The majority of weight loss medicines that are out there in today’s markets usually work by suppressing ones appetite and by speeding up your metabolism. But now there are studies being conducted at the University of Texas on monkeys which actually “kills” the monkey’s fat cells. The researchers believe that this drug may one day aid in the fight against obesity in overweight people. The drug that is under experiment at the present is called Adipotide and works by specifically focusing on the cells which are found in white fat tissue and attaching itself to fat cells in the blood and causing a synthetic protein reaction which causes the cell to die and soon afterwards these dead cells are reabsorbed by the body and metabolized for energy.
It was shown in a study that in just 4 weeks the fat monkeys being tested on at Texas University lost almost 12 percent of their body weight and specifically shed 27 percent of their abdominal fat. It is interesting to note said a scientist that those monkeys that were already thin did not lose any weight at all so this must mean that Adipotide must only focus on the extra fat stored.
This is wonderful news for those seeking to shed those extra pounds as there is only one FDA approved obesity drug on the market called Alli which stops the absorption of fat which people eat.
This discovery came as a result of scientist trying to develop methods for a more effective cancer treatment as the researchers believe that they could deprive tumors of their blood supply with a molecule that can target the code of the cells in our blood vessels that can feed cancerous growths and they conceive that they can also target the vessels that feed white fat cells which accumulate under the skin and specifically around the organs in the abdomen that are associated with weight gain.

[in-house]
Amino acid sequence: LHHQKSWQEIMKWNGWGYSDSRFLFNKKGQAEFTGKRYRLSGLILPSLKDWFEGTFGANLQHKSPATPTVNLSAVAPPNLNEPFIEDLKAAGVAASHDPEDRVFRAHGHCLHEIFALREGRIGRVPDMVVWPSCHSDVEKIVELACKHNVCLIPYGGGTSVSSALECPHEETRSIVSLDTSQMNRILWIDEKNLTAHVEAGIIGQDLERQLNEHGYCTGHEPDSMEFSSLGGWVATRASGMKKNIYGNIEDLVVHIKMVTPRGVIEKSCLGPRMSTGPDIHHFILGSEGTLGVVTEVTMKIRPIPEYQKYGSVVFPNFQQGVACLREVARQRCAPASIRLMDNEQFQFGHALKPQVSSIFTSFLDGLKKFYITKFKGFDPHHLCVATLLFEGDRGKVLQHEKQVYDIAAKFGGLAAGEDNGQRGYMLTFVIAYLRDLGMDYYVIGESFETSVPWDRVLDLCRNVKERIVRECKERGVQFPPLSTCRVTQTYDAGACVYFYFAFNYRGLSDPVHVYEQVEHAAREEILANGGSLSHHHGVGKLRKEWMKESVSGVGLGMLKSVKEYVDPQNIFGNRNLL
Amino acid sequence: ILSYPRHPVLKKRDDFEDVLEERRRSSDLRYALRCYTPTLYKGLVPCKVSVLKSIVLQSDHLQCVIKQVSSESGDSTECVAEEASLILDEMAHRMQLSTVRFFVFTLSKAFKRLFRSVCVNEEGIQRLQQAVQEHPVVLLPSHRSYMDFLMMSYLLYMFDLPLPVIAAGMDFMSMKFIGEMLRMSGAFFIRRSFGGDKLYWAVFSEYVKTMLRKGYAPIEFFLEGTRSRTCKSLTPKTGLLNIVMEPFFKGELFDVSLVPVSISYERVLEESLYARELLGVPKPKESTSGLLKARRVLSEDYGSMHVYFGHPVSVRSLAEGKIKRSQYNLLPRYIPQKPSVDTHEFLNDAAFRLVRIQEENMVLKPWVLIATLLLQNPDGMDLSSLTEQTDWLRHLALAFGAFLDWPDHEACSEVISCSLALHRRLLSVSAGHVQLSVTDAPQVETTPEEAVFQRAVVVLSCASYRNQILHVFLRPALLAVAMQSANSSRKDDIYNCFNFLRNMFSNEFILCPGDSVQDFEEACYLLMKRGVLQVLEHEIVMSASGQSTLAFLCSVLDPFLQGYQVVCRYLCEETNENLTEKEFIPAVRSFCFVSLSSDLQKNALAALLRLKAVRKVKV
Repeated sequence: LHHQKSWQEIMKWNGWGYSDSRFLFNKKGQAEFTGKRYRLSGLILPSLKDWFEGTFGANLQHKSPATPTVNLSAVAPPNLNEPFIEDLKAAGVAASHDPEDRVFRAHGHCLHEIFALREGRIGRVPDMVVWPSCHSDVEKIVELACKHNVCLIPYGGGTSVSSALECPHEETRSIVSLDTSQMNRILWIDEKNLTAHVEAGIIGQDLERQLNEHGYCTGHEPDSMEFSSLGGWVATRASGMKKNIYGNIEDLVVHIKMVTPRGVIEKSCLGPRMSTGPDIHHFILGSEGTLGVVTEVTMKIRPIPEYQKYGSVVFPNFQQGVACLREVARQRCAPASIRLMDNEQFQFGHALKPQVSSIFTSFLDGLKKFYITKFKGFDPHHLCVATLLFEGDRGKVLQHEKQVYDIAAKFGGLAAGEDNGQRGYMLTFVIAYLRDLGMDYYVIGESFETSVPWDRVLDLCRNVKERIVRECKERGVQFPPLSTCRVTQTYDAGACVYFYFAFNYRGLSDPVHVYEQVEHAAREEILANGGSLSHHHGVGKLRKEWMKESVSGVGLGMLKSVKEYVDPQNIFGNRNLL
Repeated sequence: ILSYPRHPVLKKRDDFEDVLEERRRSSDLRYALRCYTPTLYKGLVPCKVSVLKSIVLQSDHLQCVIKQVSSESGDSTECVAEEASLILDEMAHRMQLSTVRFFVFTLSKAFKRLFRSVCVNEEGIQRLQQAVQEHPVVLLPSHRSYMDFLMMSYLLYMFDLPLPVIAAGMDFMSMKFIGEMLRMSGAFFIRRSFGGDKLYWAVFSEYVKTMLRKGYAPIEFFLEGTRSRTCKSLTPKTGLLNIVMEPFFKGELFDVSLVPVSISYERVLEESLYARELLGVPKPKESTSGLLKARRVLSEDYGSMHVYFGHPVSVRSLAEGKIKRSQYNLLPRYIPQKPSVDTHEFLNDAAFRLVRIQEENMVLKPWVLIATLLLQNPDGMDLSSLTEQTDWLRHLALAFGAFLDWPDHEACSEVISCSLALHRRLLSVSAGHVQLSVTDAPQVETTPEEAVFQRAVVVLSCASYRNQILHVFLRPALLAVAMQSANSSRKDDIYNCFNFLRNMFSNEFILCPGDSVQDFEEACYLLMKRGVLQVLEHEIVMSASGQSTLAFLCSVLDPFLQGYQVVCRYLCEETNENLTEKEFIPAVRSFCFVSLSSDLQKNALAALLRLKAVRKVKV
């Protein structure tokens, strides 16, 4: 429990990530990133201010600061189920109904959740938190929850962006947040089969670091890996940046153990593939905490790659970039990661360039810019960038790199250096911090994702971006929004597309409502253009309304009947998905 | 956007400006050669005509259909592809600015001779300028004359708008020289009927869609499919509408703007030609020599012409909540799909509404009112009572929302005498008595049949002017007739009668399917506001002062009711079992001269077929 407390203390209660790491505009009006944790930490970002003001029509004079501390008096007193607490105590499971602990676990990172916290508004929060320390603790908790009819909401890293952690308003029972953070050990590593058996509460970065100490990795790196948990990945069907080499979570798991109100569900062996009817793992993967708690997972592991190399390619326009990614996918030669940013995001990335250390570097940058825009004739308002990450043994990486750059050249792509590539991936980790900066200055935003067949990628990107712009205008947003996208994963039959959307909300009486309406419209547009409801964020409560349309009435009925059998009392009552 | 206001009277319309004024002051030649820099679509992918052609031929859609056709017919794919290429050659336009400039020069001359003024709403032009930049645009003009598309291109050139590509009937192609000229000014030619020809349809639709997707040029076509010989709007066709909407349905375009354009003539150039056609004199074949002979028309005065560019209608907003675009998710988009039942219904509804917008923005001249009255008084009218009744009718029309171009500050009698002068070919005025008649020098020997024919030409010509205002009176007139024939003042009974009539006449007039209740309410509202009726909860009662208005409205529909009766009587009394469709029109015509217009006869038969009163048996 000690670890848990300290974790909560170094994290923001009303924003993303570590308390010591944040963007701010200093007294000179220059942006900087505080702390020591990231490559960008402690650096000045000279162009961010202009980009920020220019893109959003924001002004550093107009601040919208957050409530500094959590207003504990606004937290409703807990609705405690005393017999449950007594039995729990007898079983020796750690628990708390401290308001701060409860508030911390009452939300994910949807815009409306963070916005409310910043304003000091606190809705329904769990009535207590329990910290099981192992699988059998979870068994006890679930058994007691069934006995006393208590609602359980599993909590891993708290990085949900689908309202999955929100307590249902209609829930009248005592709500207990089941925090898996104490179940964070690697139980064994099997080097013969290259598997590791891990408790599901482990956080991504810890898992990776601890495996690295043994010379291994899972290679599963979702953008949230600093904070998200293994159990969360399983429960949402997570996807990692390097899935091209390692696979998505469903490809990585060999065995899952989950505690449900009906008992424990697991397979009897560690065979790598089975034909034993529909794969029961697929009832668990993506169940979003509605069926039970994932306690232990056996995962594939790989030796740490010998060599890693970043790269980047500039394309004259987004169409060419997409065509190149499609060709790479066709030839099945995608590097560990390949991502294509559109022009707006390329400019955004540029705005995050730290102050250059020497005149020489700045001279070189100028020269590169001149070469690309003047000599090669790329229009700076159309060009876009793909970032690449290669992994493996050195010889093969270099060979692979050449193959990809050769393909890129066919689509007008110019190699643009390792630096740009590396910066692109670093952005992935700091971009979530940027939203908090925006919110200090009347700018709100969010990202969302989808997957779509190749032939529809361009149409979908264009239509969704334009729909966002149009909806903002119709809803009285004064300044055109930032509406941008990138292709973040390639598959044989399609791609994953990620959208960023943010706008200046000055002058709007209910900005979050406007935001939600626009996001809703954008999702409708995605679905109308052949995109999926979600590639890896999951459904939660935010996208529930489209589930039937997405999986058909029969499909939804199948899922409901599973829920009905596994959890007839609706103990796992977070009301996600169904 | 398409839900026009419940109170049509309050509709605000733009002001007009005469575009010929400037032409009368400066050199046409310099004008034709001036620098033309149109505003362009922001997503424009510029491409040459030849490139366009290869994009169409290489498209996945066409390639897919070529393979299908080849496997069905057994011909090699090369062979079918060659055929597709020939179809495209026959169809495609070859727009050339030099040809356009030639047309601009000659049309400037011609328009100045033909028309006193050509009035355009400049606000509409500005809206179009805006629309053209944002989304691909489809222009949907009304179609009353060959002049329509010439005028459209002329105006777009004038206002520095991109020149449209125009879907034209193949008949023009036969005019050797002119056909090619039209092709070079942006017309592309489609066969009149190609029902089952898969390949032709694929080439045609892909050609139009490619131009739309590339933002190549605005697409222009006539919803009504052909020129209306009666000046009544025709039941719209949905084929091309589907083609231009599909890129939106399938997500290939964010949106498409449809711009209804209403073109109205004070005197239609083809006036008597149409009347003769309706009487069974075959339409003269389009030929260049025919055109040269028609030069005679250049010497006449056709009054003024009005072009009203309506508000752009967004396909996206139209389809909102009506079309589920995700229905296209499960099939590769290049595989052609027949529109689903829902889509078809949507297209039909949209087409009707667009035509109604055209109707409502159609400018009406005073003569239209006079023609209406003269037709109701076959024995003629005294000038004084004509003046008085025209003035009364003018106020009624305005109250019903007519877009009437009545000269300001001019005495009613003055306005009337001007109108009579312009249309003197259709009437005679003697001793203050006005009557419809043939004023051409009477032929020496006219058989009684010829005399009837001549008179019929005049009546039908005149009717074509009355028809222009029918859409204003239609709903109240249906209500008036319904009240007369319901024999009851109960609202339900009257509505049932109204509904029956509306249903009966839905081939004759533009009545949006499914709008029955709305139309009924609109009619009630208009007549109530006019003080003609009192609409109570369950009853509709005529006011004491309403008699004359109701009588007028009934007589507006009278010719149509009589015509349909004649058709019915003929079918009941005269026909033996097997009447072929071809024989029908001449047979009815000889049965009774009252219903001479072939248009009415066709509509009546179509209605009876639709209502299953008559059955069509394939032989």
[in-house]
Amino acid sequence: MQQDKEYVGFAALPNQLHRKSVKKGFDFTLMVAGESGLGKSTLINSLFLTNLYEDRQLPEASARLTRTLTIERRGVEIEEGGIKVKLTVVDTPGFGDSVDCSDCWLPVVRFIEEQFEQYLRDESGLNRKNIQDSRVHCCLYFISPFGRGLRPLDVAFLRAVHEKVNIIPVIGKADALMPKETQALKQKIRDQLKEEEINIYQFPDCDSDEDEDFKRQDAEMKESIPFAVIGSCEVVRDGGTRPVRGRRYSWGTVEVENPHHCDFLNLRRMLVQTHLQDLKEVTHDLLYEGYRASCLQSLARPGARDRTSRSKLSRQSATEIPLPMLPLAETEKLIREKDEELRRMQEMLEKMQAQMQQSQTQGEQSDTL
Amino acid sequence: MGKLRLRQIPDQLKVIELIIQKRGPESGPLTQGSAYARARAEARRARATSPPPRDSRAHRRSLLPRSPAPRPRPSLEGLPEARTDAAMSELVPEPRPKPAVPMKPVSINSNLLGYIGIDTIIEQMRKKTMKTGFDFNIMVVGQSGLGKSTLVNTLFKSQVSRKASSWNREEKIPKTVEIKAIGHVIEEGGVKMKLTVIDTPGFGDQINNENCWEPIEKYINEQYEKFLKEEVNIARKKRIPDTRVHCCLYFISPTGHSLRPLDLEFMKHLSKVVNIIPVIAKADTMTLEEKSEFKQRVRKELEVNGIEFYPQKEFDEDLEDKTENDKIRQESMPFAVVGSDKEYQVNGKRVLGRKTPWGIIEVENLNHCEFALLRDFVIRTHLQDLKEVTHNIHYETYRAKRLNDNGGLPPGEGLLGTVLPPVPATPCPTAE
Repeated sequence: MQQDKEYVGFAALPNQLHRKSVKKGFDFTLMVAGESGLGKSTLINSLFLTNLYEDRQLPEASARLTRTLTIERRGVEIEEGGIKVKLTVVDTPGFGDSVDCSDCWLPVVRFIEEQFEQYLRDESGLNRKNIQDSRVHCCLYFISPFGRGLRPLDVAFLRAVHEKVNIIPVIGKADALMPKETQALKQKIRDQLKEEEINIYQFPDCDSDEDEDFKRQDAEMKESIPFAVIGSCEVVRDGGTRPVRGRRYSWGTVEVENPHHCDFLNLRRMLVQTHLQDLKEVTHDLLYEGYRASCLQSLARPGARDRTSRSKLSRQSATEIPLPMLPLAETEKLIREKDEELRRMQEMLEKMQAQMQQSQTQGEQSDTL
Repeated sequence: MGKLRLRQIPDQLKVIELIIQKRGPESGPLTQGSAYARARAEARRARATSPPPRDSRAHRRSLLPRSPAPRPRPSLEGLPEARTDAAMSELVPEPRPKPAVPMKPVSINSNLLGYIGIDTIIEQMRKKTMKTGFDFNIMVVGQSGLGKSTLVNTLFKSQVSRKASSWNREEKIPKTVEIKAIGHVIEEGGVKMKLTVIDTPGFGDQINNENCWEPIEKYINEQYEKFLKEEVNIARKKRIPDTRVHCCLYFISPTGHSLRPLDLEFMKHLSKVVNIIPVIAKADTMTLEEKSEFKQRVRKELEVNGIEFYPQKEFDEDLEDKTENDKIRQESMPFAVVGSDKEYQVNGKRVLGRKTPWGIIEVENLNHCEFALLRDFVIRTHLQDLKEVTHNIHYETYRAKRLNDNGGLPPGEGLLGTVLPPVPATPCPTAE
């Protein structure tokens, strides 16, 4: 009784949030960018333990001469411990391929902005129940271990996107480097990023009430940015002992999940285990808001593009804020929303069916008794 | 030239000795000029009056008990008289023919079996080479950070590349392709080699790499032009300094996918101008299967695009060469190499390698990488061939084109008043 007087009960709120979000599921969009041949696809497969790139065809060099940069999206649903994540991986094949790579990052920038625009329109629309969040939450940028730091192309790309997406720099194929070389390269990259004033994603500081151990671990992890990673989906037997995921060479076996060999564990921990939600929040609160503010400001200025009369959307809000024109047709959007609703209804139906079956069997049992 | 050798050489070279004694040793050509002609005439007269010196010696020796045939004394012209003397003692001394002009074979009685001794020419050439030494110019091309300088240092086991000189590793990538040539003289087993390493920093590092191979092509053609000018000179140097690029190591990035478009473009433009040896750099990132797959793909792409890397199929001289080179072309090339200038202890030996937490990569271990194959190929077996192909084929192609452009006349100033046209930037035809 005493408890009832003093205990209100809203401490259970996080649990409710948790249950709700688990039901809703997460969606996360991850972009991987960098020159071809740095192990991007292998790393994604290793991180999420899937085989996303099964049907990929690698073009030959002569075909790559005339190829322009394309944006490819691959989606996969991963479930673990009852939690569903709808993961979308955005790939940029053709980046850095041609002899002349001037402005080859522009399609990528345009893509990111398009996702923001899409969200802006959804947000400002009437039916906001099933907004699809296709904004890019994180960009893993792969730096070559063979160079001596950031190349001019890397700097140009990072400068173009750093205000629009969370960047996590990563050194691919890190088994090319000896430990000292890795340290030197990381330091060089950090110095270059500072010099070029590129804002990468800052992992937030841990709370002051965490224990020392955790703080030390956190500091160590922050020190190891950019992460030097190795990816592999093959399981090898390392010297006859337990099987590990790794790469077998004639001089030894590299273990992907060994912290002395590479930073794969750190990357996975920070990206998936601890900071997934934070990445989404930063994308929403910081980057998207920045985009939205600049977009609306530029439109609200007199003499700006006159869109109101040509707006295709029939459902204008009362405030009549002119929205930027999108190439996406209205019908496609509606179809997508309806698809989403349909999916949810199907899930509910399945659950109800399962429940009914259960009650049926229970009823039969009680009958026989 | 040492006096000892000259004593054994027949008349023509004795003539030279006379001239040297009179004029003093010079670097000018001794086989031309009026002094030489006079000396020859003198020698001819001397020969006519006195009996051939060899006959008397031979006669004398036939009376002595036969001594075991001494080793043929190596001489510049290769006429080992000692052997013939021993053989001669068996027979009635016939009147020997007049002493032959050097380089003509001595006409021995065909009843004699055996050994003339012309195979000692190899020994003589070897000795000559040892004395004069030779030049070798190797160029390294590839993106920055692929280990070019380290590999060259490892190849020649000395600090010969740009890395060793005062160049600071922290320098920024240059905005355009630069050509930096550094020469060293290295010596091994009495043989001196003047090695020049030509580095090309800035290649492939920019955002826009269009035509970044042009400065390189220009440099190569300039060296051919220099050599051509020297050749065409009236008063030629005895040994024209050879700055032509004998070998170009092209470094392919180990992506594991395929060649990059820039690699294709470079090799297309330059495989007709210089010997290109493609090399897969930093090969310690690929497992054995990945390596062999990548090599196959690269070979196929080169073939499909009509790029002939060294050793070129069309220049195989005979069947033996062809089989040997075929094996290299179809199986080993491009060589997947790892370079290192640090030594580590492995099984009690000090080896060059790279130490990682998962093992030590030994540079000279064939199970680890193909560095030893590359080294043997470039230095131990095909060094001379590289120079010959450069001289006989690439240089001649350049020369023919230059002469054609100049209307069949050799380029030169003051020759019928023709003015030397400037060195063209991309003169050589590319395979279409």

So this new experimental drug Adipotide that is being tested at the University of Texas that can kill a type of fat cell by cutting of its blood supply and as a result can cause a significant loss in weight in obese monkeys and can potentially set the stage for a new drug approach in treating obesity.
It is also interesting to note that researchers commented that even after the initial treatment the monkeys health improved as their BMI and abdominal circumference continued to drop. The next step will be for these tests to be done on human patients and specifically those obese patients with prostate cancer since the prostate hormone therapy already add more weight and can bring more health risks to these already suffering patients.